The Kimberley Process

The Kimberley Process, named after a city in South Africa known for its vibrant diamond mining enterprise, was initiated in 2000 with the intent to prohibit the trafficking of conflict diamonds (aka “blood diamonds”) which in the 1990s funded rebel forces waging civil wars in African diamond producing countries, notably the DRC, Angola, Liberia and Sierra Leone. The mining of blood  diamonds, which entails child labor, forced labor and other violations of human rights, was – and to some extent still is, evident in various South American countries as well. To eradicate this blight on the diamond industry, the UN General Assembly adopted an authorization plan for rough diamonds, which came into force in 2003 as the Kimberley Process Certification Scheme (KPCS).

Representing 75 countries and accounting for around 99.8% of the world’s diamond production, the KPCS obliges its participating member nations to meet basic requirements with the aim to guarantee that conflict diamonds do not go out on the market.  Under the KPCS, all participants must take the following measures: appoint import and export authorities; set up an internal control system to exclude blood diamonds from imports and exports; ensure that diamonds marked for export are shipped in tamper-resistant containers; issue a forgery-proof Kimberley Process Certificate with each shipment of rough diamonds for export; send out valid receipts for imports of rough diamonds from other KPCS participants; and verify that all trade in diamonds is conducted only with other KPCS members. Along these lines, participating KPCS nations are required to ensure transparency by keeping records of all diamond transactions and publishing quarterly statistics on rough diamond trading.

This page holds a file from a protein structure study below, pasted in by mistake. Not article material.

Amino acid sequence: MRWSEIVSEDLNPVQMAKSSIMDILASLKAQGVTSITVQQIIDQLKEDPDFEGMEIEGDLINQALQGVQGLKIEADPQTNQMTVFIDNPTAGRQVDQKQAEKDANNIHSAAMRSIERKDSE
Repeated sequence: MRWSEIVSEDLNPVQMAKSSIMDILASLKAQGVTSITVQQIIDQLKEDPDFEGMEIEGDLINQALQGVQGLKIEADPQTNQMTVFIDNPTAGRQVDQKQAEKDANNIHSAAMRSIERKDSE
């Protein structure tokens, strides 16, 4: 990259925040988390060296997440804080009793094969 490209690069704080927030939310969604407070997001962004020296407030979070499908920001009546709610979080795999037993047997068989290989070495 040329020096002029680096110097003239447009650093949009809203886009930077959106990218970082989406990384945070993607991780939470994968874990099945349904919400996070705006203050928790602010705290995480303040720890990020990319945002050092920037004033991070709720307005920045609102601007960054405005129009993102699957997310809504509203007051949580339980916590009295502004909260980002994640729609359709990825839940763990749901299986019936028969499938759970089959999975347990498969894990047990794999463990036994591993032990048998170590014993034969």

To a large extent, the Kimberley Process has been effective. The trafficking of conflict diamonds, which accounted for as much as 15% of the global diamond trade in the 1990s, has reportedly diminished to a fraction of one percent. Moreover, the legitimate diamond business has generated a dramatic revenue increase in diamond producing countries such as Sierra Leone, a former wellspring of blood diamonds whose lawful diamond exports have risen from less than $2 million in 2000 to current annual levels of $100 to $150 million.

In spite of this encouraging success, violations of the Kimberley rules have been reported in Venezuela, Brazil, Guyana, Ghana and Zimbabwe. KPCS members have proposed the introduction of more stringent controls to eliminate the blood diamond threat and ensure the legitimacy of the diamond trade.